?- ^-- ,
from paying ibo mraal amount of taxes, and if behoove*
all departments of tho Government to practice and en?
force a rigid economy. The annual appropriation* aero
tcforo made will undergo tho closes, ?crtit?ny, anil
'wini! over a r?duction can be made, or the -ppL-opriation K
entirely dispensed with, it will be done. A? supernu?
merary ulftees abolished, and the salaries ot ihoee con-*
ttoiedredrced whenever it caa bo dene without defa-ir -
mint tc th( r-.b'-o service, so that tho expend aturo i for
f?e support of. UK Government wiU be reduced to'ha
most frjgil standard. , The E-tcctivo Depurtrcent "ill '
cordially co-operate vuh you in all measure? to reduce
the cxponses of the State u '-J?* lowest.standard comps- .
Ubic frith its efficient* admiiiStrat'on.
-<anvo*dng.tbo blessing of Almighty God cn f.ir"
efforts fb ameliorato the condition'of oar des Matee and
uiUictid country, und appealing to Him for wisdom, mo?
deration raid fortitude in the discharge of our grave and ?
?pluous^I^ors^I am picp&ic? to take the oafi to eap?
* L"?L^>Wrzr! t^-*?!.* ~~ 'V*
. V??TOSUJI?, November 30.-Tho Hon. W. D. POBTEB to?
day took the i II m nfnjiej a*i urnifi nilli Governor, ia
Jilli iiiisa*''*'^^'??MI I I TIM I ni Assemb'y. Then? is no citi?
zen of Charleston who can do other than foal pleasure at
'the highly complimentary vote which he received. For
yo?**8 represen ti og the District as State Senator, his kind,
heart and gifted mind was fully appreciated by his fel?
low-citizen*.. ' The indorsement of his worth by the
haadsame vote that he received from (JJ parta cf- the
State, cannot be other than gratifying to the Urge con?
stituency whose representative he wu, ead "?Mr"|t
whom he could find inmensa numbers of friends, and
no enemies. It is to be hoped that at some day not far
distant he will be able to extend the sphees of his use
fulness to aa arena in which ho will have upon him the
eyes of the whole nation, and*1 where he wilt make for '
himself a still wider reputation for distinguished ability,.
social qualities and honest, earnest manhood. '
Before the oath waa administered to him by the ChioC
Justice, he delivered the following address, of which it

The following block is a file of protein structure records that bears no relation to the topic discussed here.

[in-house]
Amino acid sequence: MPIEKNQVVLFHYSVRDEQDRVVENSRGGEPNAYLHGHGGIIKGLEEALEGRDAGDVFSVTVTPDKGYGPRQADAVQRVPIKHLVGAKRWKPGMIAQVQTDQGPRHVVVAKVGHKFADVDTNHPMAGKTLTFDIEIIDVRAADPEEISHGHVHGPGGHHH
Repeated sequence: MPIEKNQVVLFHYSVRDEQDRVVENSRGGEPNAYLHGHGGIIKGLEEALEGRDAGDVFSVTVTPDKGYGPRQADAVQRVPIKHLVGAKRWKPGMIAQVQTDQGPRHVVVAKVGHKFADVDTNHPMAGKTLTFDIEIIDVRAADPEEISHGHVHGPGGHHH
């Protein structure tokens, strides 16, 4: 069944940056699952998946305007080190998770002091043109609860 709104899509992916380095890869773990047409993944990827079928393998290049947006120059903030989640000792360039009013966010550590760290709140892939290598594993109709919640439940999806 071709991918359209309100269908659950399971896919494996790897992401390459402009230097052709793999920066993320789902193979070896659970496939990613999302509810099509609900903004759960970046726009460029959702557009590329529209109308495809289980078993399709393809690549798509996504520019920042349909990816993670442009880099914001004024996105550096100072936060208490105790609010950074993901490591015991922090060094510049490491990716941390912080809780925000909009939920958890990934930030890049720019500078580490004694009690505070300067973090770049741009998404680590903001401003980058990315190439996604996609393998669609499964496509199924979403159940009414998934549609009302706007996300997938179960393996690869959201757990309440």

can truly be said that' among tho very many beautiful
productions of "the speaker, none caa be found more
.chisto, more Beautiful, more earnest, or moro though*-.
Gentlemen of thc Senat? and Houubf )2tpsttentati#ct:
To the good people of the State, thronph yon ss their
chosen repr?sentatives, I return my atacere thanks I'm
the honor conferred on me, Daring a Jc;m of pabilo
.'lervice, running through? period of tt*t?ly-flve years, :
i i has not boen my lot bat oro to make say appeal to the
whole people of tho Stato, or to receive aay previous
proof of their trust sad confidence. Regar ding ?lr??
election as a token of their favor and ap^Tobatior., I ' re?
ceive it with thankfulness, sad shall amy* cherish it
vrith pride.
The amended Constitution of the State pro vide* that
Sitae Lieutenant Governor shall act a* Preeidcmt of the
Renate. It will now become my duty to preside over the
deliberations of that body. Happily the duties of th?
Chair are cot strange to me, and my recollection of the
kindness and courtesy of Senators in i'orn?rdays makes
ne feel that I shall still bo among frienda, who wfU ex?
tend to me all lie indulgence and support that may b?
r ceded.
A great charge has oome over us within the last yea?.
L*he evidences of lt are everywhete about ns-in pros?
tration, vrratk and ruin. All, all is changed, ?ve our
mutual friendships and the deep, unwavering tove we
f :cl for oar State, the common mother of ut an. Th*
former have sustained us ia all our tria,**, and of the
Utter nothing but death can dem-ivo us-ncr war, nor
I ?ace, nor prosperity, nor adversity, nor the changes of
time, nor the turning tide of fortune. Like tn* chil?
li ren, in th - hour of distre**, wo
roso m wpji "
inprove thei
v* have to dael ItTAMMMs lilli Gerny oflViel
gc-' measures necessary ft? your consideration, buFl
may bo permitted to say a word or two in relation to the
spirit and temper in which we shoulddesl with the pres?
ent exigencies. We should, of course, reaPzo our tree sit
r ation in its full extent, and should s'-so realize that what
'may be right and proper in relation w tho condition of
tcings, may not necessarily be either right or proper in
relation to another, and different condition of things.
The great obstacle* we have to encounter are ia our
pride and prejudices-in feelings und opiniono that are
traditional with us, and have grown to bo a .part ef our
second nature. The question of dion or or dishonor, in